Over the years, many drugs have claimed to safely resolve difficult ailments. Too often, results fall short, especially in the safety area.
However, in the case of low dose naltrexone (LDN), both the results and safety data are impressive.
Here’s a short list of conditions consistently shown to benefit from LDN:
- Rheumatoid arthritis
- Multiple sclerosis (MS)
- Hashimoto’s thyroiditis
- Chronic fatigue syndrome
- Crohn’s disease
- Irritable bowel syndrome (IBS)
- Lyme disease
And the list(1) goes on! That’s only a fraction of the illnesses that LDN has been shown to help.
All About Naltrexone
You may have heard that naltrexone saves the lives of opioid addicts during overdoses. That’s true. That was the first use the FDA approved the drug for, in 1984. For that type of medical emergency, naltrexone is given in a high dose: 50 mg.
Low dose naltrexone is different. Results from LDN have impressed researchers in ailments ranging from autoimmune diseases to lung cancer. A remarkably large number of patients feel better and heal while taking LDN. And it seems to be safe, perhaps because it triggers your body to make its own healing medicine.
Your brain and adrenal glands actually produce opioid hormones: beta-endorphin and met enkephalin. Opioid hormones created by the body boost your inner healing.
Many of your tissues have receptors for these hormones, including nearly every cell of your immune system (much of which is located in your gut).
How Does LDN Work?
Naltrexone blocks opioid receptors. That’s why a high dose saves the life of an overdose victim. But perhaps you’re wondering: why would blocking immune system-assisting hormones improve healing?
Because when the receptor sites are blocked for a specific and short time, the immune system speeds up its own production of endorphin and enkephalin, and the patient improves.
A low dose (from 1 mg. to 4.5 mg.) of naltrexone, taken at bedtime, boosts this hormone production, relieving pain and promoting healing.
Impressive Clinical Studies
Bernard Bihari, MD, a pioneer in this research, found that LDN spared the important T-cells in HIV/AIDS patients. In addition, 50 percent of his 300 cancer patients had a slowing or halt of the cancer growth after 4 to 6 months on LDN. Of that 150, one third showed tumor shrinkage.
Even more impressive, all of Dr. Bihari’s autoimmune patients (400) improved with LDN. Patients with multiple sclerosis had dramatic improvement. Less than 1 percent of them ever had a recurrence of symptoms as long as they continued their nightly dose of low dose naltrexone.
Dr. Jill Smith, a professor of gastroenterology at Pennsylvania State University College of Medicine, reported in the American Journal of Gastroenterology, that fully 89 percent of her patients with active Crohn’s disease responded to the LDN treatment during her pilot study.
Dr. Jaquelyn McCandless used transdermal cream to deliver LDN to autistic children, with positive results.
In March of 2018, research from a German university showed 74.5% improvement and 25.5% remission in inflammatory bowel disease.(2)
Many more studies demonstrate the positive benefits and safety profile of LDN.(3)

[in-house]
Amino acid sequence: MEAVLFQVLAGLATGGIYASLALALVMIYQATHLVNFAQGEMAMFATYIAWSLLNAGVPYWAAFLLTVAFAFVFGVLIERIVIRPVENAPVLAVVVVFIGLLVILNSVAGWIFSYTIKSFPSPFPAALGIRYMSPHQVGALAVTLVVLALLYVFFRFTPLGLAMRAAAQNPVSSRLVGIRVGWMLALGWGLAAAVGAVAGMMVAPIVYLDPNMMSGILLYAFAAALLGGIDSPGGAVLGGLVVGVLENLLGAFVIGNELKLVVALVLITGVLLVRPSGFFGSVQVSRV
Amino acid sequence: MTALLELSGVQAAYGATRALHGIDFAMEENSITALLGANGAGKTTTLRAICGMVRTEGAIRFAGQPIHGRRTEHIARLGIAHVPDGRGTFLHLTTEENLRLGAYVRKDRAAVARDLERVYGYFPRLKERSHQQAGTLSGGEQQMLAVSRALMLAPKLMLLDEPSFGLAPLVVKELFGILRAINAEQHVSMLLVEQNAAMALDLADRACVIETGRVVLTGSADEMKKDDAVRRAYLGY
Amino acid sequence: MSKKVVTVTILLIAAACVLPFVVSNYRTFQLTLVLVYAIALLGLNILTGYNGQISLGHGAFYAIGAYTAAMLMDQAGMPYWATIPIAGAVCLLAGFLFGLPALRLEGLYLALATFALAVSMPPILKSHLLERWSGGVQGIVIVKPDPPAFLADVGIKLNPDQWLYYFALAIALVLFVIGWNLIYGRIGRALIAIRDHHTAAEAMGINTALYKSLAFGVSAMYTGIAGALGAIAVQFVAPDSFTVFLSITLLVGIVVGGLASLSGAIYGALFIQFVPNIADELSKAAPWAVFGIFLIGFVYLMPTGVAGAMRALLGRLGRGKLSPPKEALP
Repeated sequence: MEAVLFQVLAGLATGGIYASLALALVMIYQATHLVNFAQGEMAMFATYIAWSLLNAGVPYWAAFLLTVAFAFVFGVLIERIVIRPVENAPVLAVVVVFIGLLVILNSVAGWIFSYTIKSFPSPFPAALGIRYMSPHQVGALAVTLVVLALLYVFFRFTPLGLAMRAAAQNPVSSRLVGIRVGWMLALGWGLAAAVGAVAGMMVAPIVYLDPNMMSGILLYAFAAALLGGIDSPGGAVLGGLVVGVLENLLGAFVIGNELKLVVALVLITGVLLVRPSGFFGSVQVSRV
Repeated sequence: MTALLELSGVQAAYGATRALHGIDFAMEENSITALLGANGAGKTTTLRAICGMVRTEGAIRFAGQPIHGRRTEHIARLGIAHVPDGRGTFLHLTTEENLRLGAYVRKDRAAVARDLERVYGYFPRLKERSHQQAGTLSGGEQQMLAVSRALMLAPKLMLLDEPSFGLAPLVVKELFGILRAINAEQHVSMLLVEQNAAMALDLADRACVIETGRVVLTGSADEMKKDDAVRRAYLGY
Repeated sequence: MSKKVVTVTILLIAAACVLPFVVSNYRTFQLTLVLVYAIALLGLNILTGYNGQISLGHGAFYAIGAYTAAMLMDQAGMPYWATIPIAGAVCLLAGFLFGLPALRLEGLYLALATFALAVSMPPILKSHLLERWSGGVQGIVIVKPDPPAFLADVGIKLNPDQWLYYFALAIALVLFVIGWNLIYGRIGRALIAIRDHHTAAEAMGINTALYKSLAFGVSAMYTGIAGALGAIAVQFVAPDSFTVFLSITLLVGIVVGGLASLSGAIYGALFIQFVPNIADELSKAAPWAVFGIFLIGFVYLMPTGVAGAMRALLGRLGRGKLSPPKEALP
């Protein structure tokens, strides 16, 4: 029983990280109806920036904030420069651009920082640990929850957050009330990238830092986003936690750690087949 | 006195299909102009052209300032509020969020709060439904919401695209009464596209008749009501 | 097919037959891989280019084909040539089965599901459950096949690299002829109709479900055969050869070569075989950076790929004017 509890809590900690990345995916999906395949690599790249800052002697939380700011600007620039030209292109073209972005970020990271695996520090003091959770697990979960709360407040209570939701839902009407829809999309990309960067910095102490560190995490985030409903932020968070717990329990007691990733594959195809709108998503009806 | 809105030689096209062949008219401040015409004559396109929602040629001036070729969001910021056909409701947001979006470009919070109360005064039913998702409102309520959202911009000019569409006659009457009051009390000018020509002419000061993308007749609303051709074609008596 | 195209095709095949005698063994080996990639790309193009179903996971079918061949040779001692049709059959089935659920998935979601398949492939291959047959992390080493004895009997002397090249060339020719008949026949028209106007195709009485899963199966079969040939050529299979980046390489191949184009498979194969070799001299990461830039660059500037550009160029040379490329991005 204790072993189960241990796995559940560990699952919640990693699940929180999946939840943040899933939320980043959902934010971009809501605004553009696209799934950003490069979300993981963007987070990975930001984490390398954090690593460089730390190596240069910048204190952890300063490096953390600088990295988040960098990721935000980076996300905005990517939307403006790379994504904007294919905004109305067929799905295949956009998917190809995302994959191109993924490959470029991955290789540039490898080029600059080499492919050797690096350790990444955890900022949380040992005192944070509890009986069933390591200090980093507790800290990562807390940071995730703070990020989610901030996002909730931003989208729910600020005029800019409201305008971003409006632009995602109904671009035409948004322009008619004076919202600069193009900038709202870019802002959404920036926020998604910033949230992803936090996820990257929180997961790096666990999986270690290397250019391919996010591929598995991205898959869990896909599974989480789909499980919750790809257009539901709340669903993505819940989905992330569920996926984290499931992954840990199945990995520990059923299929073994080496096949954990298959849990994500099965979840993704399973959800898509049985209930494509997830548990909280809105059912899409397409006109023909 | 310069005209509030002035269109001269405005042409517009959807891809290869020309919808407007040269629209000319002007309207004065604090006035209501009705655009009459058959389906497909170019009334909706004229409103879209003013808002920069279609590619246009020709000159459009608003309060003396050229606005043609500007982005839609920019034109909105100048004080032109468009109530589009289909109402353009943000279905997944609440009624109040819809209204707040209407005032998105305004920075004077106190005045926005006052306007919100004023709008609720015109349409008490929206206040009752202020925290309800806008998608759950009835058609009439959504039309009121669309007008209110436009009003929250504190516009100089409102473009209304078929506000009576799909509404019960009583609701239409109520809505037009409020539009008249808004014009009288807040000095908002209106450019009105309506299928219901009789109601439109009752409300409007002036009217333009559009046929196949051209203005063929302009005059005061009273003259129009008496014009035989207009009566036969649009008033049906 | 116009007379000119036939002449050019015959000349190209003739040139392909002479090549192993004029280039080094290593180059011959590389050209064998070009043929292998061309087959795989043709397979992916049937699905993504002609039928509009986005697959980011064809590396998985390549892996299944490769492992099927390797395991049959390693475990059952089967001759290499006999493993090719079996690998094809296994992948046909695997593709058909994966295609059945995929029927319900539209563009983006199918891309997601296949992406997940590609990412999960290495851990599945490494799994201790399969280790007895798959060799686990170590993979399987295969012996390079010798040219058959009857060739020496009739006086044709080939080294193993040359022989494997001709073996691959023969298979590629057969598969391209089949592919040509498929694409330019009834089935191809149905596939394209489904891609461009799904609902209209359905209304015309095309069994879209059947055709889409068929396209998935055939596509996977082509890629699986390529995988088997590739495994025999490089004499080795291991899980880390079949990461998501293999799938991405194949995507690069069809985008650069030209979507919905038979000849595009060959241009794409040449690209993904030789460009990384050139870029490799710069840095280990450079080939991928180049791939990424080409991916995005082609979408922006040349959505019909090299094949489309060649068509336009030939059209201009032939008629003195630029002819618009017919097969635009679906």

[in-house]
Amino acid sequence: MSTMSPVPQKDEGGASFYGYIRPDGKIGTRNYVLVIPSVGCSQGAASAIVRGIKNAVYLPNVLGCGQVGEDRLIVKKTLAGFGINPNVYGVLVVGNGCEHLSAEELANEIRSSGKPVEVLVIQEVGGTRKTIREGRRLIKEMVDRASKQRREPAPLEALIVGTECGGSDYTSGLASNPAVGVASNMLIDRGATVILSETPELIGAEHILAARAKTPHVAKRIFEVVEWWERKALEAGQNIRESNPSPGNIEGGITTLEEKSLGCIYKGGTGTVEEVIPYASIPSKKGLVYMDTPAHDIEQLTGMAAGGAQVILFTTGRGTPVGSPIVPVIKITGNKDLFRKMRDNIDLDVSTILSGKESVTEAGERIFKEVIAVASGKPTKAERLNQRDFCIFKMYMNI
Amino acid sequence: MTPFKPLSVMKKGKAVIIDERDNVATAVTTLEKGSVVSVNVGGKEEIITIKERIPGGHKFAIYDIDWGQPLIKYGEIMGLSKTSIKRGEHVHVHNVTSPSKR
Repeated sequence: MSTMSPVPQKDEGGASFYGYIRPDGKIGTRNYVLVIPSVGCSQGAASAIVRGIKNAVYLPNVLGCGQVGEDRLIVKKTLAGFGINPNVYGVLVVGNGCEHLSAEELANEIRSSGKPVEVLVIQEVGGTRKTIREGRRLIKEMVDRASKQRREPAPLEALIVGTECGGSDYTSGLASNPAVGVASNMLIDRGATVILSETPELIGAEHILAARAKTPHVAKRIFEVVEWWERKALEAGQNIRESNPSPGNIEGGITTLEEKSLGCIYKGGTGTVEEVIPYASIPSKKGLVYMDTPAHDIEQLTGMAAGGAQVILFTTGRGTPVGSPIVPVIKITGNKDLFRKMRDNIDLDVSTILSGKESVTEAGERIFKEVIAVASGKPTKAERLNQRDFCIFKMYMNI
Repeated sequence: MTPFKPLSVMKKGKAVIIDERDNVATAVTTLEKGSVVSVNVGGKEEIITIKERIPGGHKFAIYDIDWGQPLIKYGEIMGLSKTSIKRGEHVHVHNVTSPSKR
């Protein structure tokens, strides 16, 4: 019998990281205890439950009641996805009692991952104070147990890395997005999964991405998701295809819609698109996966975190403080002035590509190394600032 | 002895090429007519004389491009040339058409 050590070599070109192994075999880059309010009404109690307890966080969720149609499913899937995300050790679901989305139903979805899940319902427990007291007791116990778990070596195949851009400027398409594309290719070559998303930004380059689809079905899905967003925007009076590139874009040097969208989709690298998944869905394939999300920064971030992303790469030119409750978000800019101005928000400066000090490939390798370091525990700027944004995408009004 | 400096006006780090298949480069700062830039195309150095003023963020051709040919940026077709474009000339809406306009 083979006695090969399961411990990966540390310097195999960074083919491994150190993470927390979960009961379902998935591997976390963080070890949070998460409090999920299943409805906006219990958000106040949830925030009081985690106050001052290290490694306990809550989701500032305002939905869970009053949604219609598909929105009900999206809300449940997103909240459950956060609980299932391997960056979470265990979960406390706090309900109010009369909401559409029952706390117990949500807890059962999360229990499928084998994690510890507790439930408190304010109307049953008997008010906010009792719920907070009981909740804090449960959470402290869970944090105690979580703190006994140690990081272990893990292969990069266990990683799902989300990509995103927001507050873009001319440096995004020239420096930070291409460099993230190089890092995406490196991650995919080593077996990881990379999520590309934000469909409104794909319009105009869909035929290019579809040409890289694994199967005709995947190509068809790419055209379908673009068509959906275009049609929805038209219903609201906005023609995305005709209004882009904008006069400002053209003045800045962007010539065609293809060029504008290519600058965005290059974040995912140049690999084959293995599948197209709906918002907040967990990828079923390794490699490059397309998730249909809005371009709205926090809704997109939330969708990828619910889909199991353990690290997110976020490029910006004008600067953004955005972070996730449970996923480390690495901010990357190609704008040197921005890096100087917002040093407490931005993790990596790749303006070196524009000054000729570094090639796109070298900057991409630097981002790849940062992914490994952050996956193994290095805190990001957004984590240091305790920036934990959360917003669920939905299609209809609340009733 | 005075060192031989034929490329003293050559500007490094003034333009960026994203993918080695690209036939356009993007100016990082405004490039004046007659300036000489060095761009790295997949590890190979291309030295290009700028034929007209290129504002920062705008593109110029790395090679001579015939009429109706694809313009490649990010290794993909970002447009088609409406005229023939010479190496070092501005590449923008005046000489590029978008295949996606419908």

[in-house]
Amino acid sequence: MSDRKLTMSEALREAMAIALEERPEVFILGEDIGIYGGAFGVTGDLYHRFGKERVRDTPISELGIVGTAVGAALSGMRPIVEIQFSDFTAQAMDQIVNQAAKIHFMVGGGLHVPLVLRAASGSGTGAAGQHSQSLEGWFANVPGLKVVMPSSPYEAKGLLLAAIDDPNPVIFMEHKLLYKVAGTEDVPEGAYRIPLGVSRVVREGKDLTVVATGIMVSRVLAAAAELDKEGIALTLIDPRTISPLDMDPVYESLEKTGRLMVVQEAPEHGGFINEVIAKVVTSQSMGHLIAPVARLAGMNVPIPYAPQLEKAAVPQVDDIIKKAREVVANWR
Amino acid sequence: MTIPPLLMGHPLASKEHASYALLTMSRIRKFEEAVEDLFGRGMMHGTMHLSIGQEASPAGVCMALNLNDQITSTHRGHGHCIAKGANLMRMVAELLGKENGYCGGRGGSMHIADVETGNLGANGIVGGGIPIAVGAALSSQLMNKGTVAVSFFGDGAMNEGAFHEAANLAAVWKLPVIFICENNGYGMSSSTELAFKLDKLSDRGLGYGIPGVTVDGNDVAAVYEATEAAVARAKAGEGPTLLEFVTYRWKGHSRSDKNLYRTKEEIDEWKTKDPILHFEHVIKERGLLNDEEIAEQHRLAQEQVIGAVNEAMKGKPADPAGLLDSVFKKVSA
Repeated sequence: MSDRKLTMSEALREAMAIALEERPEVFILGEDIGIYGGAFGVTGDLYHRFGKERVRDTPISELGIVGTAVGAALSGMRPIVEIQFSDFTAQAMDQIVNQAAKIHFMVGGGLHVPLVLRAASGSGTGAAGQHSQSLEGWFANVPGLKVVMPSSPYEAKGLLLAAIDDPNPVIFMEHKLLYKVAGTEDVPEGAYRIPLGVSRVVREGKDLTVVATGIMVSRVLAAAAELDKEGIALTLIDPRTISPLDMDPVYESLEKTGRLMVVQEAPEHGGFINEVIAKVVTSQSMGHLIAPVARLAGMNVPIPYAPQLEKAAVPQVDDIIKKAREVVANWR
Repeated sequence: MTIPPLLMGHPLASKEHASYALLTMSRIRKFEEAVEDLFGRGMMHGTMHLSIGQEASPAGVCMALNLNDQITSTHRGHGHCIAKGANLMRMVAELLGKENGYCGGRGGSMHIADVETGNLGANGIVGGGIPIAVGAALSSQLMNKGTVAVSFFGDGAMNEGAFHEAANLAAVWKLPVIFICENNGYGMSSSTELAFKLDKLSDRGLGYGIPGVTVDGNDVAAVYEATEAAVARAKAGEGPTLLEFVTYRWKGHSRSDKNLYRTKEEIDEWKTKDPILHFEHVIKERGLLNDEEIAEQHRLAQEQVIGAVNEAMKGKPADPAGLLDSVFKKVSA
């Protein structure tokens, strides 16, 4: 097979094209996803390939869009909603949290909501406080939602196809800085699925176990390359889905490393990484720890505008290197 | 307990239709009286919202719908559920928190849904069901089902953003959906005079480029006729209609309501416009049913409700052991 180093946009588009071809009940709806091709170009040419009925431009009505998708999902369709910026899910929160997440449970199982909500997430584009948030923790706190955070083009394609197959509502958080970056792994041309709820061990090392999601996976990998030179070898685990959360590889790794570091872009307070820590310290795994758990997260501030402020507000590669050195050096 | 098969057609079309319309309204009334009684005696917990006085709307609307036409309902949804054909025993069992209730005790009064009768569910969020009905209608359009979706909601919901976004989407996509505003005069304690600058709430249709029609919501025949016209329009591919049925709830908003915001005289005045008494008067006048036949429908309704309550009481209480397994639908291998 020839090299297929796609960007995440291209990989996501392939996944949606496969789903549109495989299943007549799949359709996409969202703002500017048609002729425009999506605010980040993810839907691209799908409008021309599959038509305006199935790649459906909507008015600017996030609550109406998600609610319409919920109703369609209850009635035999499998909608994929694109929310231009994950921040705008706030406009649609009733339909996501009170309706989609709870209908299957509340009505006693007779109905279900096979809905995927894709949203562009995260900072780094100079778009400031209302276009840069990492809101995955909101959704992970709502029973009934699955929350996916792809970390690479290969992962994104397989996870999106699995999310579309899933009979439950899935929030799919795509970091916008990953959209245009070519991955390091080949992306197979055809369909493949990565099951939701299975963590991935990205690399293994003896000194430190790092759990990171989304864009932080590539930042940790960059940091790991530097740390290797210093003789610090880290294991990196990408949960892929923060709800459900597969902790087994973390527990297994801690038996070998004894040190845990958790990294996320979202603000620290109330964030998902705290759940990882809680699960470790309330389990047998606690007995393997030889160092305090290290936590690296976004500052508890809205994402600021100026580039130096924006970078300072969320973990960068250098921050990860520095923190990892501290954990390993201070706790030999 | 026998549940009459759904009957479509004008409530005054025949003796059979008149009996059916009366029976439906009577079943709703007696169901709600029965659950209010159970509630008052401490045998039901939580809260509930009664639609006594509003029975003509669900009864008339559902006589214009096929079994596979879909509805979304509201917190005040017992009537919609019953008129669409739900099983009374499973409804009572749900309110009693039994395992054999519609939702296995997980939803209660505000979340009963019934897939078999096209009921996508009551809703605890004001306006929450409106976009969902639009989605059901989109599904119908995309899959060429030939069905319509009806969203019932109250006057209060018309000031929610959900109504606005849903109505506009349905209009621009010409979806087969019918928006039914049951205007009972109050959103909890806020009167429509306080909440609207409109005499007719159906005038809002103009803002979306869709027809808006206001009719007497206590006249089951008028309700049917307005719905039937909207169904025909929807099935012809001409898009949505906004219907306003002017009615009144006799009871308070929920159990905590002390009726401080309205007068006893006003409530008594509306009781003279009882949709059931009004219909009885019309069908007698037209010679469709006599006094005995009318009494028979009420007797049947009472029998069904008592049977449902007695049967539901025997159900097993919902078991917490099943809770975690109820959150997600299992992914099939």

Could I try LDN for my health condition?
Ask your pharmacist or doctor if, after reviewing your health history and current medications, you might be a good candidate to try LDN.
Because naltrexone is commonly distributed and used in high doses, a compounding pharmacy would have to make your low doses.
- Specify that you do NOT want “timed” or “SR” (“slow release”) naltrexone. Therapeutic results came from unaltered LDN, taken at bedtime to spike the bloodstream.
- Specify that you do NOT want calcium carbonate used as a filler. Dr. Skip Lenz found that it interfered with the LDN absorption rate and results. He recommended Avicel, lactose, or sucrose, if a filler must be used in capsules.
- If LDN is used in liquid form, keep it refrigerated.
What might exclude me from being a good candidate for LDN?
- If you are currently taking narcotic medications, your doctor would have to wean you off of them, using appropriate non-narcotic substitutes while your system clears.
- If you have MS with muscle spasms, you may need to start off with a lower dose.
- If you have Hashimoto’s thyroiditis and take a thyroid hormone replacement for hypothyroidism, be aware that your condition may improve quickly. Your need for a thyroid hormone replacement may sharply decrease.
- If you have a surgery scheduled, discontinue LDN for one or two days prior. (You don’t want to block opioid drugs during that.) You may begin LDN again when your need for post-surgery narcotic medications ends.
Does LDN have any negative side effects?
Many patients experience zero negative side effects.(4)
Some experience slight anxiety, insomnia, or vivid dreams for a short time, possibly because of the endorphin increase.
Some experience gastrointestinal disturbance (nausea, constipation, diarrhea).
Multiple sclerosis patients may experience greater fatigue or muscle spasm at first, and chronic fatigue patients may experience flu-like symptoms.
However, if you experience any side effects, your symptoms will likely pass, and greater health will be waiting for you on the other side.
Doctors and researchers are excited about the great results they’ve seen and the low risk of low dose naltrexone.
Speak to a Thomas Seashore pharmacist today to see if, after reviewing your health history and current medications, you might be a good candidate to try LDN.